GlassFish City - Another view onto your favorite application server

Markus Eisele
Have you ever wondered, how GlassFish would look like? I mean .. not the well know logo. Or even the non existent Oracle GlassFish logo. More in terms of daily live? What would GlassFish look like, if you transform the sourcode into something that you "could" compare to dimensions you probably have a feeling for. I stumbled about an awesome tool a few months ago. And always being on the hunt to present new view for well known things I had the chance to run this analysis today. Get excited ...

GlassFish City
If you are into Enterprise Architecture and ever have heard about software landscapes, you probably know, what will follow. I used a tool called CodeCity to visualize the project. CodeCity is an integrated environment for software analysis, in which software systems are visualized as interactive, navigable 3D cities. The classes are represented as buildings in the city, while the packages are depicted as the districts in which the buildings reside.

GlassFish City from front
GlassFish City from back

EJB District

Apache District

Logging District

The facts
In order to be able to use CodeCity, you first need to generate a MSE model. This is done with the help of inFusion. inFusion is an integrated environment for performing in-depth code and architectural reviews of object-oriented and procedural software systems, written in C, Java or C++. inFusion supports the analysis, diagnosis and quality improvement of your systems at the architectural, as well as at the code level. After the parsing you get some first basic facts for the GlassFish development trunk 3.1-b41 according to inFusion:
445613 lines of clean code.
Packages: 1072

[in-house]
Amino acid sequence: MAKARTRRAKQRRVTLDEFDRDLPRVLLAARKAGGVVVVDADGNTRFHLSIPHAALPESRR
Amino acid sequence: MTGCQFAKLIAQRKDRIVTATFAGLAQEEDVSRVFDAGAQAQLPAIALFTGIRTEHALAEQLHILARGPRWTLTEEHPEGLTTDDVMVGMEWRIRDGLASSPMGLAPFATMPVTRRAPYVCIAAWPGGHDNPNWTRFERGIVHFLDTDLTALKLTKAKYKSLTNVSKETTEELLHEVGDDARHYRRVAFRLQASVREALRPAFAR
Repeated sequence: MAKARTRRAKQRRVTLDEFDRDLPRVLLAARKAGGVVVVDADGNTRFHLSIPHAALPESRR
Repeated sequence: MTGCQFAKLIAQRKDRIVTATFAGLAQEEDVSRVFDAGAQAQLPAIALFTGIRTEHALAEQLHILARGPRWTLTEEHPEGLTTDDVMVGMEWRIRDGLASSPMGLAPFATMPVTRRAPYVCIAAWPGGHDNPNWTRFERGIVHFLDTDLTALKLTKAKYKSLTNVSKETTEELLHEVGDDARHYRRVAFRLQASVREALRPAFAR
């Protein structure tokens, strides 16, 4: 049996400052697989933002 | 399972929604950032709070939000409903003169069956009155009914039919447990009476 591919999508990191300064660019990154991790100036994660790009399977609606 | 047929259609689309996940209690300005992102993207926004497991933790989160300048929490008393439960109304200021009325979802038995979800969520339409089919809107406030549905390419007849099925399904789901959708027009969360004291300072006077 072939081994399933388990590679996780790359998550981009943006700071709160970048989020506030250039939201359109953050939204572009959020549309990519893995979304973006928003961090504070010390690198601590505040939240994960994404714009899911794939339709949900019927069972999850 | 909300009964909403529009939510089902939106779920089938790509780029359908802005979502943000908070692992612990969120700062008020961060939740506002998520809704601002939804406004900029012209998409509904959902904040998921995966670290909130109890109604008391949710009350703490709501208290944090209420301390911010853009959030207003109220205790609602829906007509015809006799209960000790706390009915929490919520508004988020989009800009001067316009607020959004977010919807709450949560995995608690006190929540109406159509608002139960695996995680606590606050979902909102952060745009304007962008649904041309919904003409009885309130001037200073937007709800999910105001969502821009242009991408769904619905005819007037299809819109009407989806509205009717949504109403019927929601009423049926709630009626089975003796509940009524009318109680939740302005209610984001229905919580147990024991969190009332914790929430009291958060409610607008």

Classes: 10427
Methods: 69852
Attributes: 30885
Parameters: 62484
Local Var: 78937
Annotations: 149
Annotation References: 5515
Calls: 191858
Accesses: 154880
Exceptions: 27304
Primitive Types: 0

Basic interpretation
Class hierarchies tend to be shallow and of average width (i.e. inheritance trees tend to have only few depth-level(s) and base-classes with several directly derived sub-classes)
Classes tend to contain an average number of methods; and are organized in rather fine-grained packages (i.e. few classes per package);
Methods tend to be average in length and having a rather simple logic (i.e. few conditional branches); Methods call several other methods from several other classes.
There are many other conclusions to draw and I simply presented the ones that got generated automatically. But the idea behind all this was simply to present an awesome picture and nothing more (for now :)).

What I learned
JRockit is awesome. The conversion from Java into the MSE model via inFusion took more than five minutes and consumed roughly 1.7 GB heap. One of the basic steps is analyzing the files, which took 21 seconds with HotSpot and 18 seconds with JRockit. Which is not too much but a little faster. Beside this, the whole calculation takes time. In general I was stuck for more than 30 minutes with calculating for the final city model.
Hope you enjoyed it! Happy to read about your thoughts!

Download Wallpaper 1440x900px
Wallpaper two. On Grey 1440x900px

Links and resources
Latest 3.1-b41 Source
Import Java System with inFusion
inFusion Trial

Further Background Reading

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  1. That is really cool. I am totally impressed that you would take so much time to do this. I love the Apache skyscraper!

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